It was, she has come to see with the benefit of hindsight, all an apprenticeship for the kind of writing she does now. She graduated, as it were, with the completion of Mapping the Edge, her 1999 thriller about a woman who goes missing, leaving a child at home. Dunant told two parallel stories about what might be happening to her and then refused to tell readers at the end which one was true. And got it in the neck as result.

She was accused of not playing the thriller game. "And I just thought, I've had it with thrillers. I didn't want anymore to tell truths. I'd become more interested in what could be happening. And so I knew I was going to make a lousy thriller writer from then on if I continued."

So she stopped writing for 18 months. Not knowing what to do, she pitched up in Florence. "And there I had a very simple thought, namely that it must have been amazing here when the cultural revolution of the Renaissance was boiling over." It was the starting point of The Birth of Venus, the story of Alessandra, a young woman in Medici Florence who aspires to be a painter.

Dunant began by burying herself for months on end in research into the period. The same process has clearly been part of the making of In the Company of The Courtesan, for it ends with the sort of detailed bibliography you would expect at the end of a work of history. Which, essentially, it is; only delivered as a compelling human story, not a tract.

She has moved on 50 years from The Birth of Venus. The setting is 1530 and Venice is at the height of its economic and political power. There is not a hint of the romantic, melancholy, sinking and occasionally stinking tourist attraction it has now become. Fiammetta Bianchini is a courtesan - a high-class prostitute, serving the ruling class of the city. For those who know Dunant as a passionate feminist, there will be the temptation to see how she shapes such a character into a champion of women's rights. Although she changed tack to historical fiction, Alessandra in Birth of Venus was hailed as holding up a fairly dark mirror to contemporary working woman. But with the new book they will be disappointed.

"Courtesans like Fiammetta are not proto-feminists," Dunant insists. "They are really every woman for themselves. In order to survive they had this very limited window in their lives, when they could make money out of their beauty. There is no way at all in which they were thinking about the larger context of their femininity. They were vain, driven adventurers and rather self-absorbed."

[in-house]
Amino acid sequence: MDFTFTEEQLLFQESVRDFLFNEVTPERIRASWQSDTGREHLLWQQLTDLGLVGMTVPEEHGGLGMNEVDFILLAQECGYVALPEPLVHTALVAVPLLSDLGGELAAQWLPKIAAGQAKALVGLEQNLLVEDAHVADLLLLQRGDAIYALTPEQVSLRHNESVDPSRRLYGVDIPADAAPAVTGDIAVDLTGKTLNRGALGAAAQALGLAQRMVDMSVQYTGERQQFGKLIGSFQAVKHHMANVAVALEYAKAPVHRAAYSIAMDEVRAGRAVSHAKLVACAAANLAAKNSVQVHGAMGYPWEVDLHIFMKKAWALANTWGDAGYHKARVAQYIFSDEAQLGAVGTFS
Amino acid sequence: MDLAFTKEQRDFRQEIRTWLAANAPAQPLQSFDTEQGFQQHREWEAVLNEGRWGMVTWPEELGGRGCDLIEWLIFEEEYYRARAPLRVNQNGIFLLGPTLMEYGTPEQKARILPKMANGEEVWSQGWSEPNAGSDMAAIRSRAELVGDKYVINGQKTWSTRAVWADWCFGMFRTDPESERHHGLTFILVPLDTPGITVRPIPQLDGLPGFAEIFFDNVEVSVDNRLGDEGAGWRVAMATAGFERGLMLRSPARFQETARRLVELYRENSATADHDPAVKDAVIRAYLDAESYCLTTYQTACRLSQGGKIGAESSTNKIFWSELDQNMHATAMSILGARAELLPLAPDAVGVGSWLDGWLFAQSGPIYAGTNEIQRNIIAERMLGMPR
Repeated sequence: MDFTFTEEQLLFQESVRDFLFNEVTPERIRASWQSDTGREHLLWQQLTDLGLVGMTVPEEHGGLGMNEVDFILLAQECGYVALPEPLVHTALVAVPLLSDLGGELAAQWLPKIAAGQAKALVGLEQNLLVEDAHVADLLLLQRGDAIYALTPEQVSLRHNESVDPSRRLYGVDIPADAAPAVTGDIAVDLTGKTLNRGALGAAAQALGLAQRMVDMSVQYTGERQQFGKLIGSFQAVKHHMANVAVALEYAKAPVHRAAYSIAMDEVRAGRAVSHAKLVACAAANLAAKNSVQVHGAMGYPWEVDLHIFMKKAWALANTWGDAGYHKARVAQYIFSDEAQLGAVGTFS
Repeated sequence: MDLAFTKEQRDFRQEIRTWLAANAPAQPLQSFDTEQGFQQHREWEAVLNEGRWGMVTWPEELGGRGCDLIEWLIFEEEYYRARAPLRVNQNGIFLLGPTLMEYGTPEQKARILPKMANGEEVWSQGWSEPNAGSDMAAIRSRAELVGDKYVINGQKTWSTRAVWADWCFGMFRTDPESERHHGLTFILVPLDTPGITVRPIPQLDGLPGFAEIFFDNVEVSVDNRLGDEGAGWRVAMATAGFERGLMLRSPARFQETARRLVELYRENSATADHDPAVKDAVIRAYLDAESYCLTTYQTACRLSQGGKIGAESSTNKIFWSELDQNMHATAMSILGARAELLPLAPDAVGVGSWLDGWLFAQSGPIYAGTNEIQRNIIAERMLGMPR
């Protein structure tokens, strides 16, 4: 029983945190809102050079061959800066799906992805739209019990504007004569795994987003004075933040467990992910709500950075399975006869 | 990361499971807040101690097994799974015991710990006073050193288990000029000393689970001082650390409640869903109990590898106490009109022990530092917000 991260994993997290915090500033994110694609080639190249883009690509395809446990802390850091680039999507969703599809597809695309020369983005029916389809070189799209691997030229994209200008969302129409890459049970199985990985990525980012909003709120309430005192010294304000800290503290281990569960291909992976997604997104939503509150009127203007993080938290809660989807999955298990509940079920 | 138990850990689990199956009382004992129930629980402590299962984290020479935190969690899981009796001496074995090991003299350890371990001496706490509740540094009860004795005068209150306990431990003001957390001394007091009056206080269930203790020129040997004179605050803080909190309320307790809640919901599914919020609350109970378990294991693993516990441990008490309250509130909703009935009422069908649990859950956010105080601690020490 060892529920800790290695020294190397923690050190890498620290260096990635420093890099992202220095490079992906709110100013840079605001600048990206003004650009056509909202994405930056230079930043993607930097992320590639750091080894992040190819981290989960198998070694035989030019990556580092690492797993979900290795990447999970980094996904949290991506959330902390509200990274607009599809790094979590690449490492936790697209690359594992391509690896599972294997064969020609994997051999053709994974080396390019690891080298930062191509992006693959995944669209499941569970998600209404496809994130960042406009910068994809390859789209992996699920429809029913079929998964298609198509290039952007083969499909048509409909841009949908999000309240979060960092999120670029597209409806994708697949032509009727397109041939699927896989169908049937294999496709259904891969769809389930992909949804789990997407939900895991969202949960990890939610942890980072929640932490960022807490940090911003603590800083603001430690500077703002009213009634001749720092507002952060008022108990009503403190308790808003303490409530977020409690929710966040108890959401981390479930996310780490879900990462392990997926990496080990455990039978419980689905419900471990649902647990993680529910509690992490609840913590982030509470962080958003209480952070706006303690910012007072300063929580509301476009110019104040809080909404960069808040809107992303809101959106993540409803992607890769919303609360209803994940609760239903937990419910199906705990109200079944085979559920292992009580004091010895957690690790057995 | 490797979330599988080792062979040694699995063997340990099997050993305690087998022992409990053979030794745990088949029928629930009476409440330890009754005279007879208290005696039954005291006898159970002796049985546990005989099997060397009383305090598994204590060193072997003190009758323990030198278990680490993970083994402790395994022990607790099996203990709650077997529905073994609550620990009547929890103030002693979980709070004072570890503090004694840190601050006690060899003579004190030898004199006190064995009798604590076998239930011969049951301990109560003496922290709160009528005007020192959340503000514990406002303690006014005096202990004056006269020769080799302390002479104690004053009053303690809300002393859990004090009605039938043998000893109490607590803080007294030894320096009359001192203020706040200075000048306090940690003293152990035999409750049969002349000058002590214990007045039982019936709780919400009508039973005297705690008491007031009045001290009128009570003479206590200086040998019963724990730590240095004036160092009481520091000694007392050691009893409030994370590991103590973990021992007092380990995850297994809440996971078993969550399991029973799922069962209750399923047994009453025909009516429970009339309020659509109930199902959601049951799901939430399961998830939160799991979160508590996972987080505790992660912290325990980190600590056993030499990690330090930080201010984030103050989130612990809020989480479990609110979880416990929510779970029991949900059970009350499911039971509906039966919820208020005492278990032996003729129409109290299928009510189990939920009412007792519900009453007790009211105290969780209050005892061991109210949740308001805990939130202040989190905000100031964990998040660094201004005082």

The role of narrator she assigns to a man, Bucino, a dwarf and what we would now call Fiammetta's pimp. His disability and his trade puts this bawdy but astute figure on the margins of society and allows him the space to muse amusingly and unflinchingly on, among other things, the positive and negative in masculinity. High on the list of pluses is men's capacity, as demonstrated by Bucino himself, for profound friendship and loyalty to a woman without wanting to have sex with her - to this day a proposition that many would find hard to accept.

For all its underlying seriousness of purpose, In The Company of the Courtesan, like Birth of Venus before it, is also a terrific page-turner. It is, above all, this quality, so Dunant believes, that explains both books' phenomenal success in the US. "Because I've done my historical research, I'm saving readers having to do it for themselves. As they read they almost don't realise they are taking in the information but, by the end, they know a great deal more about the period than they did at the start. But they've enjoyed themselves so much that they want to say to others, 'Do you know what I know?'"

Like other British writers who have made it big in America, Dunant now faces the challenge of translating that acclaim to her domestic audience. How confident is she?

"Well, the Americans have no problem with success, but here we do. I don't know why. Perhaps it's the payback for having a sense of irony. Whatever it is I still feel as if I have to duck my head here slightly in embarrassment." It is hard to imagine her managing to keep cast down for very long.

Peter Stanford's 'Heaven: a traveller's guide' is published by HarperCollins

Biography

Sarah Dunant, 55, was an actress, reporter and radio producer before she started writing novels. London born and educated, she read history at Cambridge and went on to present The Late Show on BBC2 (above), Radio 4's Woman's Hour and Radio 3's Night Waves. She has published eight novels, starting with Snow Storms in a Hot Climate in 1988 and including Transgressions (1997), Mapping the Edge (1999) and The Birth of Venus (2003). Her private eye Hannah Wolfe featured in Birth Marks (1991), Fatlands (1993; Crime Writers' Association Silver Dagger) and Under My Skin (1995). In the Company of the Courtesan is published by Little, Brown this week. Sarah Dunant is patron of the Orange Prize and has co-edited non-fiction including The Age of Anxiety. She lives in north London with her partner and teenage daughters.